Pinguttara, finding it difficult to get a suitable job for his qualifications, was condemned to work as a labourer in the construction of roads in the city. This tale ends up in a situation where the woman becomes better off while the man becomes worse off by the man’s neglect of interdependence with the woman. But the core of the tale is that pursuing gender equality as a goal is dangerous for women and neglect of the interdependence between the two sexes is bad for both.
What women need is equity supported by opportunities
What should be pursued by women is not gender equality but gender equity. Gender equity is exactly what Smriti had given as the concluding remarks of her speech: That is, women should be permitted to live with dignity, in peace and they should be afforded with opportunities for advancement. Give them opportunities, then you do not have even to show them the path. They will rise up and walk along the path without any support from outside. But there can be some women who cannot walk along the path on their own due to other deficiencies. That is not peculiar to women and there could be men too who would fall into that category. Both these men and women need special attention and that is outside the debate on gender equality.
The experience of the Isuru Project
This writer got personal experience in the value of empowering women when he was the Director of the Small Farmers and the Landless Credit Project, called Isuru Project in Sinhala, during 1992 to 2000. This was the first ever microfinance project for poverty alleviation in Sri Lanka and it was implemented by the Central Bank on behalf of the Government.
The project, funded by the International Fund for Agricultural Development or IFAD and the Canadian International Development Agency or CIDA, was a pilot project implemented in four districts – Kandy, Puttalam, Galle and Matara – which had the highest incidence of poverty in late 1980s.
Empowering women through minimum quotas of opportunities
One of the objectives of the Project was to empower the poor rural women and help them to join the mainstream of the economy by undertaking income generating self-employment projects. There was a fear harboured by the two donors that when the project was introduced, men would grab all the opportunities for them and leave the poor women behind. Hence, a condition was imposed on the project management that at least a third of the people to receive assistance from the project should be women.
The idea behind the imposition of a minimum quota for women was that in a society driven by men, women’s rights had to be protected by rules and regulations, a notion which was dismissed by Smriti in her speech.
Give opportunities to women and they will do marvels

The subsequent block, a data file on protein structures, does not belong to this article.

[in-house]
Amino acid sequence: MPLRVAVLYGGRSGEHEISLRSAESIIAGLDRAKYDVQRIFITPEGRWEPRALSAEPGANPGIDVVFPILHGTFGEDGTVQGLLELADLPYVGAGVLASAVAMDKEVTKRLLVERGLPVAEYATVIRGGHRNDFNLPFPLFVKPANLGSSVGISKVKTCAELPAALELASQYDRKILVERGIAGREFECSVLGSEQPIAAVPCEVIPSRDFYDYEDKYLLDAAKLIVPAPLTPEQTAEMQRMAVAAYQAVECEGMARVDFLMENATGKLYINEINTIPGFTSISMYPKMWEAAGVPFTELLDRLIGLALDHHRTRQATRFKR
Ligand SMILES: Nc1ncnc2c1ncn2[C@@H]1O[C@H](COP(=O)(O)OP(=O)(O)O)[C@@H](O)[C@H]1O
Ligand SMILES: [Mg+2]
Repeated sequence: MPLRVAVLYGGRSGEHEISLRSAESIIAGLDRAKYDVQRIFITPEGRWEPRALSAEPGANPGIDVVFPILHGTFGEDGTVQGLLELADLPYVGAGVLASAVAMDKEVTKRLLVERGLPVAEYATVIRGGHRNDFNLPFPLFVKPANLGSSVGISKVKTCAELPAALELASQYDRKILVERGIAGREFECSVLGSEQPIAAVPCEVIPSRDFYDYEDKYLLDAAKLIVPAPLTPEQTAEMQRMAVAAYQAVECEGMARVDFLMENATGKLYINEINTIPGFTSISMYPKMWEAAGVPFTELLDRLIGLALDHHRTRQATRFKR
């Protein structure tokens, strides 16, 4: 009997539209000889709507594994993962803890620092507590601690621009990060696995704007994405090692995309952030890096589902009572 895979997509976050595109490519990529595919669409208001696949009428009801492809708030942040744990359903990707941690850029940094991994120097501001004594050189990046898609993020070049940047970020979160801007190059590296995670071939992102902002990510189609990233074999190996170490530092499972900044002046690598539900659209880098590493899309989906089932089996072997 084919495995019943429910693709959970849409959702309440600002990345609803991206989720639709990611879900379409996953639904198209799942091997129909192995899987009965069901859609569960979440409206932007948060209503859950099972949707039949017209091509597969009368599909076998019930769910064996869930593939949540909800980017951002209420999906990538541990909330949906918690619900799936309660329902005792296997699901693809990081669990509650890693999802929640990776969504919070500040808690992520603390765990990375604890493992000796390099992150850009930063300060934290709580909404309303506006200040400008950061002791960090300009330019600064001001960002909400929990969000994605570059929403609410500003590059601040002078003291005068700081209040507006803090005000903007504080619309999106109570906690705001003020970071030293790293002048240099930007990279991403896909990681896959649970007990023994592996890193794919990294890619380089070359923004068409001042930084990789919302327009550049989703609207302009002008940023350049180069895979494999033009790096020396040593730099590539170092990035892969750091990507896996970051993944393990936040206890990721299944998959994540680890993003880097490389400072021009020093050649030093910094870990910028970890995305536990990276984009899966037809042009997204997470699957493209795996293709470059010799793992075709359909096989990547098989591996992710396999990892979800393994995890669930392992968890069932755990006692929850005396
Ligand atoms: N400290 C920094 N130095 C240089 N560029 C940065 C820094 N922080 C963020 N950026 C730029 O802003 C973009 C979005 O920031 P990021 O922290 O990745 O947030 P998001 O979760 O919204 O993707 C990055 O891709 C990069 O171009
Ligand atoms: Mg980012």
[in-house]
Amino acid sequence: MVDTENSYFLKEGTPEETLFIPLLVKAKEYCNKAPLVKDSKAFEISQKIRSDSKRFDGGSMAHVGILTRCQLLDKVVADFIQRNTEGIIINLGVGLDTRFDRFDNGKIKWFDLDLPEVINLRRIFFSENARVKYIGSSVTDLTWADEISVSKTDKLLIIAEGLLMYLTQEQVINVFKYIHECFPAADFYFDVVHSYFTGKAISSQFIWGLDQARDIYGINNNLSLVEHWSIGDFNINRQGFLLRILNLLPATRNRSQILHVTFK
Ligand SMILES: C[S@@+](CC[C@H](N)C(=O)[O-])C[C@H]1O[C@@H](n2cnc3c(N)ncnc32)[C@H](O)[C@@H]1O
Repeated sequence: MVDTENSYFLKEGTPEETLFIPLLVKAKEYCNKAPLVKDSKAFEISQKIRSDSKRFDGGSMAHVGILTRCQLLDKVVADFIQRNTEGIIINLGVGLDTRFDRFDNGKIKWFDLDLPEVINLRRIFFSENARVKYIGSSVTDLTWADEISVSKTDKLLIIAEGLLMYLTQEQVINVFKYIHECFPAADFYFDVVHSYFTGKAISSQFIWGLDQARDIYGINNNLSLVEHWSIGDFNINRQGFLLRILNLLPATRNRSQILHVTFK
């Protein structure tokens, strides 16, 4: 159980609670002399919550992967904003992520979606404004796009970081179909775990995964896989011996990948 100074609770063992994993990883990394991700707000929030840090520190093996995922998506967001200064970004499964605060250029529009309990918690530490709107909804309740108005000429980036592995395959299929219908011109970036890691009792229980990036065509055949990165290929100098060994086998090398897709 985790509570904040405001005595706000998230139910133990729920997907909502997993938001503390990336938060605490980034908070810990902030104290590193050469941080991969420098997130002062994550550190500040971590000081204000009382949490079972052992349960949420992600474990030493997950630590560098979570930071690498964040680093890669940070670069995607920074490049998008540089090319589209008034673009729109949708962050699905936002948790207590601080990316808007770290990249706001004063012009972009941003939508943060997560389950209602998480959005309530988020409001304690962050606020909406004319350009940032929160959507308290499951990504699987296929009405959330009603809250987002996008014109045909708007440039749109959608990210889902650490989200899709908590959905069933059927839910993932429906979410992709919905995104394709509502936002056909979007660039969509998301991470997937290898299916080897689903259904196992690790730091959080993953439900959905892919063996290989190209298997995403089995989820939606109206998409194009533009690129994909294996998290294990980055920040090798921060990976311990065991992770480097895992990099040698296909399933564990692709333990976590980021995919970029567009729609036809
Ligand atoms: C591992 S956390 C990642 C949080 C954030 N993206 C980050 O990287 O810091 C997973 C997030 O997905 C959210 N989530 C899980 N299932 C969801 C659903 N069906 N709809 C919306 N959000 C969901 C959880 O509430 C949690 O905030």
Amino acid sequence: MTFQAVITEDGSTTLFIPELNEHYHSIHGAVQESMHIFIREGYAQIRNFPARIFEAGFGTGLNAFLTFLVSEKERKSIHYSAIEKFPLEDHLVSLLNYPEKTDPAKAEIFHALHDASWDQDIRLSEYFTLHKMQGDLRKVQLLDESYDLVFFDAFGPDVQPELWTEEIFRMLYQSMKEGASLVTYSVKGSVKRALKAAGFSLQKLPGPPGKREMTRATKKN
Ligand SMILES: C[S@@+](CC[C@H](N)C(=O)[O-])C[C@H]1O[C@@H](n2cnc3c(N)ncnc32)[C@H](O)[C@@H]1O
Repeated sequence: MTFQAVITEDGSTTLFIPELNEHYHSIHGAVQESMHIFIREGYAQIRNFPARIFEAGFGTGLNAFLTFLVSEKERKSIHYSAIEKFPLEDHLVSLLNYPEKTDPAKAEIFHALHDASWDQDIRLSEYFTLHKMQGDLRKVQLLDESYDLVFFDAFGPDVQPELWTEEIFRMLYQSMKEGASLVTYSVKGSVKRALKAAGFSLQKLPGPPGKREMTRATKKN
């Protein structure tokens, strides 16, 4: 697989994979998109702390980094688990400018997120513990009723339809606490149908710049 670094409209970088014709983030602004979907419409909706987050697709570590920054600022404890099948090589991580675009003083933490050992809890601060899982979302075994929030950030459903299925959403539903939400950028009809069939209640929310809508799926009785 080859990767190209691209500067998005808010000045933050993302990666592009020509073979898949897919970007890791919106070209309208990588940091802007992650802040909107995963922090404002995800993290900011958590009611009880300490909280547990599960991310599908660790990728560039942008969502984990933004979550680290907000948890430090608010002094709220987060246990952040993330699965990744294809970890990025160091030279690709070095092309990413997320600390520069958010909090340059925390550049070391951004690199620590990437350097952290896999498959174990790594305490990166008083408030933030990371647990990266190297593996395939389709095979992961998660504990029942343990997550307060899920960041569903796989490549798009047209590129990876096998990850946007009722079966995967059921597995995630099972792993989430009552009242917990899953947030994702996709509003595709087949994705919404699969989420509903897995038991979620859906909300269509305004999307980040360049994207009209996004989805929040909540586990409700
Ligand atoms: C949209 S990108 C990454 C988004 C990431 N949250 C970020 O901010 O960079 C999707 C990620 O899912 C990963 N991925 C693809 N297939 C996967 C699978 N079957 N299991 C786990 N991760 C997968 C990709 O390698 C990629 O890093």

Pretty soon, women proved that the donors were wrong. Within two years of the commencement of the project, women’s participation increased to about 65 to 78% of the total number of participants. They were keen on empowering themselves by being ready to go through the tedious process of social mobilisation compulsorily implemented by the Project to help them to become good borrowers, efficient entrepreneurs and self-supporting members of social groups. They dominated the project, making men a minority group.
Women proved to be better learners and more disciplined
Unlike men, they had the discipline of attending the group meetings regularly and on time. They were good savers – the weekly compulsory savings as well as the additional voluntary savings – because they knew the value of savings to keep themselves in support in needy times.
They were quick learners – the skills which they needed to do banking with a formal bank, undertake a microenterprise project, keep its accounts properly and attend to quality, marketing and legal matters relating to the products they produced for the market. The most important self-development was the competency they had acquired in speaking-up without offending their listeners in public forums.
Women’s active involvement in the project activities was due to the fact that they had the best of the family at their heart: the health of family members, education of children, improvement of housing conditions and accumulation of assets by the family.
Women managed to cross the poverty threshold
The Impact Assessment Survey done on the Project in 2005 revealed that about 63% of the beneficiaries had escaped poverty and about 66% of beneficiaries had improved their living through the project activities.
Women’s leadership abilities were shown by the fact that when the individual Isuru societies were converted into limited liability district associations, it was women who were elected by the membership for all the top positions in those associations. Thus, there was no necessity for taking these women to prosperity by holding their hands. They were just given opportunities and they stood up to the challenge by going through the process on their own.
Equity, not equality that matters
What matters for women is therefore not gender equality but gender equity. They should be treated as human beings and should be allowed to live with dignity and in peace with opportunities for self-development.
(W.A. Wijewardena, a former Deputy Governor of the Central Bank of Sri Lanka, can be reached at email@example.com.)